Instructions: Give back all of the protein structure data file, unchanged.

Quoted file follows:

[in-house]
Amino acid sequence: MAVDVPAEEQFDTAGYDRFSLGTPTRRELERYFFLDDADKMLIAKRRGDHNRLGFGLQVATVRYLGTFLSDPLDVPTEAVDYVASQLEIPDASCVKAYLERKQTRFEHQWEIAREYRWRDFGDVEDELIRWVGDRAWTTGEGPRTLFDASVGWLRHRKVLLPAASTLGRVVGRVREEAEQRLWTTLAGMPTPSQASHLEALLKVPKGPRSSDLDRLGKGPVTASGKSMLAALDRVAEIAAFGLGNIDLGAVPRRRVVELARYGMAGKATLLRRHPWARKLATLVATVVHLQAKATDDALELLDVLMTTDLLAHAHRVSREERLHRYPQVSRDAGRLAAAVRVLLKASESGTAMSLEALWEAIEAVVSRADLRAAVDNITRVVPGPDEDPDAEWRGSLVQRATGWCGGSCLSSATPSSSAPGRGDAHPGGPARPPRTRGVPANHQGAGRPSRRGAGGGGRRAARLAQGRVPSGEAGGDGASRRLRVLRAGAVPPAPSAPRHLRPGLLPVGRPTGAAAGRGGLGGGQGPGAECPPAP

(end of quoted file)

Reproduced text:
[in-house]
Amino acid sequence: MAVDVPAEEQFDTAGYDRFSLGTPTRRELERYFFLDDADKMLIAKRRGDHNRLGFGLQVATVRYLGTFLSDPLDVPTEAVDYVASQLEIPDASCVKAYLERKQTRFEHQWEIAREYRWRDFGDVEDELIRWVGDRAWTTGEGPRTLFDASVGWLRHRKVLLPAASTLGRVVGRVREEAEQRLWTTLAGMPTPSQASHLEALLKVPKGPRSSDLDRLGKGPVTASGKSMLAALDRVAEIAAFGLGNIDLGAVPRRRVVELARYGMAGKATLLRRHPWARKLATLVATVVHLQAKATDDALELLDVLMTTDLLAHAHRVSREERLHRYPQVSRDAGRLAAAVRVLLKASESGTAMSLEALWEAIEAVVSRADLRAAVDNITRVVPGPDEDPDAEWRGSLVQRATGWCGGSCLSSATPSSSAPGRGDAHPGGPARPPRTRGVPANHQGAGRPSRRGAGGGGRRAARLAQGRVPSGEAGGDGASRRLRVLRAGAVPPAPSAPRHLRPGLLPVGRPTGAAAGRGGLGGGQGPGAECPPAP